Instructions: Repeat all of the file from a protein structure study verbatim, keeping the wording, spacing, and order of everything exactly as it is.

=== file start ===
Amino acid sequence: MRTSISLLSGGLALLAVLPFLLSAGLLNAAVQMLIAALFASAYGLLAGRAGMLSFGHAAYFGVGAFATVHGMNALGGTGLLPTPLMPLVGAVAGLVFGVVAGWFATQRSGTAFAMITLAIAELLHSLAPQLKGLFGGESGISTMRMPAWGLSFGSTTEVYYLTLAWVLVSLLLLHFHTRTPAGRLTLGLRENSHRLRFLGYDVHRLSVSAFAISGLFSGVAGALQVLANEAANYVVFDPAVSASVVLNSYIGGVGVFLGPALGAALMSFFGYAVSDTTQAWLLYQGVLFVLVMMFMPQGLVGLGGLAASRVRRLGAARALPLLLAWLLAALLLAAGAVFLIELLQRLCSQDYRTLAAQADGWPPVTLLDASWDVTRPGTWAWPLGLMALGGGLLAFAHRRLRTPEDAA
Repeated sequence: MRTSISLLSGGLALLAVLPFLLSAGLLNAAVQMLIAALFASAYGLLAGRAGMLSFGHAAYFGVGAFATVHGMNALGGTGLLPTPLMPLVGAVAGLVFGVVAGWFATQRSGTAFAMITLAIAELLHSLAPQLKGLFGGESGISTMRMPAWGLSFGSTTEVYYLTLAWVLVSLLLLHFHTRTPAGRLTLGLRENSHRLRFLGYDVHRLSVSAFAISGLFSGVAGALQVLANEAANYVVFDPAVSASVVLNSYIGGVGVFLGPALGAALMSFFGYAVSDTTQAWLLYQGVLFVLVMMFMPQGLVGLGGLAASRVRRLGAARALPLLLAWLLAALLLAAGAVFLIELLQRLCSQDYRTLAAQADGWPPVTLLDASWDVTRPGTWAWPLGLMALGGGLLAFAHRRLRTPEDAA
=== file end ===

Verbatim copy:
Amino acid sequence: MRTSISLLSGGLALLAVLPFLLSAGLLNAAVQMLIAALFASAYGLLAGRAGMLSFGHAAYFGVGAFATVHGMNALGGTGLLPTPLMPLVGAVAGLVFGVVAGWFATQRSGTAFAMITLAIAELLHSLAPQLKGLFGGESGISTMRMPAWGLSFGSTTEVYYLTLAWVLVSLLLLHFHTRTPAGRLTLGLRENSHRLRFLGYDVHRLSVSAFAISGLFSGVAGALQVLANEAANYVVFDPAVSASVVLNSYIGGVGVFLGPALGAALMSFFGYAVSDTTQAWLLYQGVLFVLVMMFMPQGLVGLGGLAASRVRRLGAARALPLLLAWLLAALLLAAGAVFLIELLQRLCSQDYRTLAAQADGWPPVTLLDASWDVTRPGTWAWPLGLMALGGGLLAFAHRRLRTPEDAA
Repeated sequence: MRTSISLLSGGLALLAVLPFLLSAGLLNAAVQMLIAALFASAYGLLAGRAGMLSFGHAAYFGVGAFATVHGMNALGGTGLLPTPLMPLVGAVAGLVFGVVAGWFATQRSGTAFAMITLAIAELLHSLAPQLKGLFGGESGISTMRMPAWGLSFGSTTEVYYLTLAWVLVSLLLLHFHTRTPAGRLTLGLRENSHRLRFLGYDVHRLSVSAFAISGLFSGVAGALQVLANEAANYVVFDPAVSASVVLNSYIGGVGVFLGPALGAALMSFFGYAVSDTTQAWLLYQGVLFVLVMMFMPQGLVGLGGLAASRVRRLGAARALPLLLAWLLAALLLAAGAVFLIELLQRLCSQDYRTLAAQADGWPPVTLLDASWDVTRPGTWAWPLGLMALGGGLLAFAHRRLRTPEDAA